Model-Based Air-Fuel Ratio Control of a Lean Multi-Cylinder Engine

Paper #:
  • 950846

  • 1995-02-01
Fekete, N., Nester, U., Gruden, I., and Powell, J., "Model-Based Air-Fuel Ratio Control of a Lean Multi-Cylinder Engine," SAE Technical Paper 950846, 1995,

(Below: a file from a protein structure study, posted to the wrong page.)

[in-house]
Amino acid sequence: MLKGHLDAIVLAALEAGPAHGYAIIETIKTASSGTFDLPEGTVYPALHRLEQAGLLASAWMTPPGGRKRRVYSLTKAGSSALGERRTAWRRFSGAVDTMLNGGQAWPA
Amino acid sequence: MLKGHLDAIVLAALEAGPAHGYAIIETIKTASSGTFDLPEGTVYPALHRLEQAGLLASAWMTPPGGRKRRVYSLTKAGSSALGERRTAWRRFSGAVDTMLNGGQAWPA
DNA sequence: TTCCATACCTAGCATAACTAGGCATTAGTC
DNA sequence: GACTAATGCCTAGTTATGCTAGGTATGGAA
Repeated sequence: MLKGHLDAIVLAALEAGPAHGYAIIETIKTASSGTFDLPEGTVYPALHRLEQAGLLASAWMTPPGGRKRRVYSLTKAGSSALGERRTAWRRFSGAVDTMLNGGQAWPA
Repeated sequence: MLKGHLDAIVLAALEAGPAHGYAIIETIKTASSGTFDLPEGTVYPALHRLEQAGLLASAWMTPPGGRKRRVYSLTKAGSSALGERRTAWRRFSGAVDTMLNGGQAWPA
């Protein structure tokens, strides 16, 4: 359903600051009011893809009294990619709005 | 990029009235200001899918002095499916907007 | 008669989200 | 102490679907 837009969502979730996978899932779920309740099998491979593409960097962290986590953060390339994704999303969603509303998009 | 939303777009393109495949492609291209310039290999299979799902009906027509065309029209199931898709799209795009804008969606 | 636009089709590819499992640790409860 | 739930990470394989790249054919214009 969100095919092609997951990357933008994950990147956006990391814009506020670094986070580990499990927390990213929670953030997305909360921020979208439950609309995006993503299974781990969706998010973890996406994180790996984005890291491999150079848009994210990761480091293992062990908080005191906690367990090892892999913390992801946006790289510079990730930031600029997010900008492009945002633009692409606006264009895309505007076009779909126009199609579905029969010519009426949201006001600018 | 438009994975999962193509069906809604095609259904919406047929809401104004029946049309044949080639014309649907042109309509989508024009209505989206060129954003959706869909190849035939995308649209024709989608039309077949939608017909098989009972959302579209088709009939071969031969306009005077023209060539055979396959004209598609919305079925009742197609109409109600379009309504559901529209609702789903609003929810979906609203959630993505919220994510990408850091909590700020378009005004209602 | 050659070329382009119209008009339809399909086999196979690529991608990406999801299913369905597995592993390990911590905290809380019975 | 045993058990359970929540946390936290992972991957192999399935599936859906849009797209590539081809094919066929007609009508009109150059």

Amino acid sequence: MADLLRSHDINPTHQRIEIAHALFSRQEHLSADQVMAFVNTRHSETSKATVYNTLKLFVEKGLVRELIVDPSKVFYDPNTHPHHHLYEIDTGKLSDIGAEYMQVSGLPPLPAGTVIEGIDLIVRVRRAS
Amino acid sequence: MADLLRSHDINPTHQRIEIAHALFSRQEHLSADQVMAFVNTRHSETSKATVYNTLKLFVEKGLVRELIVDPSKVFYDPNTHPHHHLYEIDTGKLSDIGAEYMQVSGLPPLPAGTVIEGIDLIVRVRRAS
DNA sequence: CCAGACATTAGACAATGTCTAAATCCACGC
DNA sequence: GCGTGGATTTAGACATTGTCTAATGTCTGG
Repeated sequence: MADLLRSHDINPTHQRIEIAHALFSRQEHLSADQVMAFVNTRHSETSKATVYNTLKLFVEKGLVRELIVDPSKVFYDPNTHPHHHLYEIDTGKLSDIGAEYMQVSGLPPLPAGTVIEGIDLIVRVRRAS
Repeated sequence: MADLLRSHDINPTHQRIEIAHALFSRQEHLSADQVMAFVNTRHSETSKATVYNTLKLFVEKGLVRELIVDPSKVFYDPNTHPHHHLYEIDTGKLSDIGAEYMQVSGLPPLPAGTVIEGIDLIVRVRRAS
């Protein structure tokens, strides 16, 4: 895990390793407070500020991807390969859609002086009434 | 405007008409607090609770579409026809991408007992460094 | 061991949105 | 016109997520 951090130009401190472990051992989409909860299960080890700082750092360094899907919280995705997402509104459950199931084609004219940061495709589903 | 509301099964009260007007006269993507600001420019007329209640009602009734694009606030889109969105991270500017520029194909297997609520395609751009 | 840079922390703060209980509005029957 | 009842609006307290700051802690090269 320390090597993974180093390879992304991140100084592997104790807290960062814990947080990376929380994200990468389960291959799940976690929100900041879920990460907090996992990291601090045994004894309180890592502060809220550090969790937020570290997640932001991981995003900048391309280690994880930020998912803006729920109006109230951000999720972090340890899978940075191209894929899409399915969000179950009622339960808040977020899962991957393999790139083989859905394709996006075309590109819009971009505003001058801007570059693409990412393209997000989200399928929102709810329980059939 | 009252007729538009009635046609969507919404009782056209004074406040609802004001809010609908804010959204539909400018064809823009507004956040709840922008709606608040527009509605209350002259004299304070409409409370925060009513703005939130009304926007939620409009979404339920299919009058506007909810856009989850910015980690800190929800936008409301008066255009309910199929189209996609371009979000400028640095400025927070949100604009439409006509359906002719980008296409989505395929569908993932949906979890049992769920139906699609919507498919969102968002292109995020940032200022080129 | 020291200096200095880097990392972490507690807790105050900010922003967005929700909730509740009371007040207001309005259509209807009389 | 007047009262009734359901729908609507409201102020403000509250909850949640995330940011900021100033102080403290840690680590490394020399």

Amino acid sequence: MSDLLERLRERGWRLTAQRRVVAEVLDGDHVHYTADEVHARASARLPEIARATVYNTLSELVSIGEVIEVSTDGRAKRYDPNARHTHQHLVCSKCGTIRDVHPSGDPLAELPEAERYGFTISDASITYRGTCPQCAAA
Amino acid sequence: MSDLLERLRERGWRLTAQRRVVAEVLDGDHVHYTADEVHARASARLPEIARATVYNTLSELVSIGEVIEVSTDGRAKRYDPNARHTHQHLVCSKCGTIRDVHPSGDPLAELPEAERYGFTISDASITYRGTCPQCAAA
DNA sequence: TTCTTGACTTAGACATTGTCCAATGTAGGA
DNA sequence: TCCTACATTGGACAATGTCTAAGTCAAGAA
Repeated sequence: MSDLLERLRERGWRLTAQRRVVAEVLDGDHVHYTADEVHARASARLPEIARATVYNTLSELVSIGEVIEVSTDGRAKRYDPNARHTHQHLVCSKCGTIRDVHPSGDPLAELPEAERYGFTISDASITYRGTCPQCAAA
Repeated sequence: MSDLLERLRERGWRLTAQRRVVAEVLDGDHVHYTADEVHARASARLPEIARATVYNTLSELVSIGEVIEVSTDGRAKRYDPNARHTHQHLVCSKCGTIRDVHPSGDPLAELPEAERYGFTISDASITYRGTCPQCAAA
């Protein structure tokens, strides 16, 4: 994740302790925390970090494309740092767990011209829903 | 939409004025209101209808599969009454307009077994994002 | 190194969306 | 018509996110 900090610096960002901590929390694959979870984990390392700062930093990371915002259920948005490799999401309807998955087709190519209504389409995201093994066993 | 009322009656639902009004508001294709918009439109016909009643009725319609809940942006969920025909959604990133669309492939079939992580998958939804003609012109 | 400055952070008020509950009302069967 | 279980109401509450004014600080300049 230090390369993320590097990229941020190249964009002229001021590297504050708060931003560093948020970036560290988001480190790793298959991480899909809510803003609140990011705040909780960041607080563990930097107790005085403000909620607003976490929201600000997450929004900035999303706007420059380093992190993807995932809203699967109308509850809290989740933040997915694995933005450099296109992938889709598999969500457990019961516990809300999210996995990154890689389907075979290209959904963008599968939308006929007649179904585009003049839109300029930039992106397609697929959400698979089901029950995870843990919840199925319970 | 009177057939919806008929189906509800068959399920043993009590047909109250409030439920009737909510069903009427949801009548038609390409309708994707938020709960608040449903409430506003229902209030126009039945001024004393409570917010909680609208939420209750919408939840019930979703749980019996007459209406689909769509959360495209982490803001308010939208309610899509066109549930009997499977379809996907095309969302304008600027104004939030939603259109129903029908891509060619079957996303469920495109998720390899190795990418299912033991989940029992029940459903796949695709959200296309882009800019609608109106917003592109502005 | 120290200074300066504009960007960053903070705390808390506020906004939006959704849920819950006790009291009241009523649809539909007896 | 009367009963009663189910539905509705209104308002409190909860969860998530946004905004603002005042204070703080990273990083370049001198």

Realization of the leanburn SI engine's potential for improved fuel economy strongly depends on precise control of the air-fuel ratio (AFR), especially during transients, for acceptable driveability and low exhaust emissions.The development of an adaptive-feedforward model-based AFR controller is described. A discrete, nonlinear, control-oriented engine model was developed and used in the AFR control algorithm. The engine model includes intake-manifold airflow dynamics, fuel wall-wetting dynamics, process delays inherent in the four-stroke engine cycle, and exhaust-gas oxygen (UEGO) sensor dynamics. The sampling period is synchronous with crank-angle (“event-based”) for more precise control.The controller relies on the engine speed and throttle position for load information. An intake-manifold pressure (MAP) sensor is used for identification of the airflow dynamics, but not for control. The MAP sensor would also be useful for the cold start and for engine diagnostics. No mass-airflow sensor is used nor indicated. Accurate in-cylinder air-mass estimation is made possible by controlling the airflow with an electronic throttle.An adaptive model for the airflow dynamics has been developed. The key dynamic parameter in the airflow model is determined by a linear least-squares identification technique using information from the throttle position and MAP sensors. The adaptive model-based control structure minimizes the need for engine controller calibration and ensures that the control accuracy is maintained throughout the lifetime of the engine.A 4 cylinder, 2.2 liter, port fuel-injected engine with drive-by-wire throttle was used to demonstrate this model-based AFR control structure. Air-fuel ratio followed the commanded value to about 0.8% RMS, with a peak error of 2% during throttle and RPM transients at various operating points and AFR set points. The transient AFR control during lean engine operation was accurate enough to prevent the occurence of misfires, even though the engine was running near the lean limit.
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